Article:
The Wisdom of Patience
Read Proverbs 14:29
Whoever is slow to anger has great understanding, but he who has a hasty temper exalts folly.
Have you ever reacted too quickly in anger? Did it help the issue or make it worse?
I wish I could claim that my temper had never gotten the best of me. But it has. The worst is when I lose my temper before I completely understand the situation and find out that my anger wasn’t even warranted. I have lost my cool before I knew all the facts, and when I do that, I almost always end up looking stupid. It is folly.
The dictionary defines “folly” as “a lack of good sense; foolishness.” It defines “exalts” as “holding someone or something in very high regard.” So to paraphrase the proverb, when we act without patience, and we are quick to anger, we are holding foolishness in high regard. Yikes. Glorifying stupidity is probably not our intention, but that is what usually happens when we are hasty with our anger.
In contrast, when we are patient, we demonstrate understanding and wisdom. Being patient before we blow up has many benefits. First, it gives us the opportunity to calm down before we act. I have found that if I wait to respond to a situation, I am upset about until I am calm, the outcome of the situation is greatly improved. Sometimes I discover that I was overreacting, and I realize I had no business being mad in the first place. Other times, I find out that my anger was justified. In those instances, being slow to respond to my anger provides me the time I need to address the issue calmly and with respect. It allows me to direct my anger towards addressing the problem and finding a solution. Then I am able to handle my anger in a way that treats a fellow image bearer with the respect they deserve even if I have to speak hard or uncomfortable truths.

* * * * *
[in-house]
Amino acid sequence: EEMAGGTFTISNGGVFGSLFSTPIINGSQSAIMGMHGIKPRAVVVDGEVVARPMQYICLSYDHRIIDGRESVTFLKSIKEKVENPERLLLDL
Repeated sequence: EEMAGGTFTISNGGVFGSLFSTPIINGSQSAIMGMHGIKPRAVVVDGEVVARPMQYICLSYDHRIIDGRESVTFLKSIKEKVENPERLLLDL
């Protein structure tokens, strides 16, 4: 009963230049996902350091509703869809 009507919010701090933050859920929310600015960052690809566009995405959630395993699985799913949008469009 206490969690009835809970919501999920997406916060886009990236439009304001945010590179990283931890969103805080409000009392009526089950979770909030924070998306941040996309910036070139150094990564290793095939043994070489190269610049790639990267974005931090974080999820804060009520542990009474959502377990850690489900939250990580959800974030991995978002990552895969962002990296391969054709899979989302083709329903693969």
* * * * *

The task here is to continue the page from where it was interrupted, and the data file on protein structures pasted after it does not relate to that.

Friends, the best reason for being patient and slow to anger is because it glorifies God when we are. He is the one repeatedly referred to in the Scriptures as “slow to anger.” He models this for us. Let’s look at His perfect example and ask Him to help us learn from His ways.
Father, thank You for Your patience with me. Help me to learn how to be slow to anger from Your example. Amen.
~ Pastor Nat Crawford
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